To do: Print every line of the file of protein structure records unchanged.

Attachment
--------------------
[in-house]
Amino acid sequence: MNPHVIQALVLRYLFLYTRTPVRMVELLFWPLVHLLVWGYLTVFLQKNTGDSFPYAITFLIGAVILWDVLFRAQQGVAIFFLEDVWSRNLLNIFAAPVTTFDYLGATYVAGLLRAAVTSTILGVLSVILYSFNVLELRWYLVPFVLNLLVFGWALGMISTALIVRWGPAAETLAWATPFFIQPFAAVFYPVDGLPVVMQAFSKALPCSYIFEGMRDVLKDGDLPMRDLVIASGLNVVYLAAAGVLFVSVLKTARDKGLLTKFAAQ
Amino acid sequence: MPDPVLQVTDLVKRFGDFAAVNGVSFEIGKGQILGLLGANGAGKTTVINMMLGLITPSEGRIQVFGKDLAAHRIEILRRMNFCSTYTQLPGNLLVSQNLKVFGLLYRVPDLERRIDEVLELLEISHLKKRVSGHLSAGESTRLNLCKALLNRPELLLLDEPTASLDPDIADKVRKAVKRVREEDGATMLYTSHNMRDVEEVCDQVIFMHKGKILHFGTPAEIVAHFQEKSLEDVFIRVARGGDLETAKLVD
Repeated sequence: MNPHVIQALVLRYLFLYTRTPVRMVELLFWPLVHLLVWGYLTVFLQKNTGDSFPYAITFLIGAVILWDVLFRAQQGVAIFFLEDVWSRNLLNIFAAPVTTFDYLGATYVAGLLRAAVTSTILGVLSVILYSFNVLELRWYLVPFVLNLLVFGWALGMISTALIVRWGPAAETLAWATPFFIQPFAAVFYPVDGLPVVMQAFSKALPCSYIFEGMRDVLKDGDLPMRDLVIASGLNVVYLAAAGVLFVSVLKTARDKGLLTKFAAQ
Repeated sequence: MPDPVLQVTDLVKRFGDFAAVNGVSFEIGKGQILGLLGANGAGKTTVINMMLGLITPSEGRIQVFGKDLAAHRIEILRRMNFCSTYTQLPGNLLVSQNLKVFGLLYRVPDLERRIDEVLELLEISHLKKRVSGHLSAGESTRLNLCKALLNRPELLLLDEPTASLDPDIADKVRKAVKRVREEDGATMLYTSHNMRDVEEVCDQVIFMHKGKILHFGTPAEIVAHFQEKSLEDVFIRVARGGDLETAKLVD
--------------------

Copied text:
[in-house]
Amino acid sequence: MNPHVIQALVLRYLFLYTRTPVRMVELLFWPLVHLLVWGYLTVFLQKNTGDSFPYAITFLIGAVILWDVLFRAQQGVAIFFLEDVWSRNLLNIFAAPVTTFDYLGATYVAGLLRAAVTSTILGVLSVILYSFNVLELRWYLVPFVLNLLVFGWALGMISTALIVRWGPAAETLAWATPFFIQPFAAVFYPVDGLPVVMQAFSKALPCSYIFEGMRDVLKDGDLPMRDLVIASGLNVVYLAAAGVLFVSVLKTARDKGLLTKFAAQ
Amino acid sequence: MPDPVLQVTDLVKRFGDFAAVNGVSFEIGKGQILGLLGANGAGKTTVINMMLGLITPSEGRIQVFGKDLAAHRIEILRRMNFCSTYTQLPGNLLVSQNLKVFGLLYRVPDLERRIDEVLELLEISHLKKRVSGHLSAGESTRLNLCKALLNRPELLLLDEPTASLDPDIADKVRKAVKRVREEDGATMLYTSHNMRDVEEVCDQVIFMHKGKILHFGTPAEIVAHFQEKSLEDVFIRVARGGDLETAKLVD
Repeated sequence: MNPHVIQALVLRYLFLYTRTPVRMVELLFWPLVHLLVWGYLTVFLQKNTGDSFPYAITFLIGAVILWDVLFRAQQGVAIFFLEDVWSRNLLNIFAAPVTTFDYLGATYVAGLLRAAVTSTILGVLSVILYSFNVLELRWYLVPFVLNLLVFGWALGMISTALIVRWGPAAETLAWATPFFIQPFAAVFYPVDGLPVVMQAFSKALPCSYIFEGMRDVLKDGDLPMRDLVIASGLNVVYLAAAGVLFVSVLKTARDKGLLTKFAAQ
Repeated sequence: MPDPVLQVTDLVKRFGDFAAVNGVSFEIGKGQILGLLGANGAGKTTVINMMLGLITPSEGRIQVFGKDLAAHRIEILRRMNFCSTYTQLPGNLLVSQNLKVFGLLYRVPDLERRIDEVLELLEISHLKKRVSGHLSAGESTRLNLCKALLNRPELLLLDEPTASLDPDIADKVRKAVKRVREEDGATMLYTSHNMRDVEEVCDQVIFMHKGKILHFGTPAEIVAHFQEKSLEDVFIRVARGGDLETAKLVD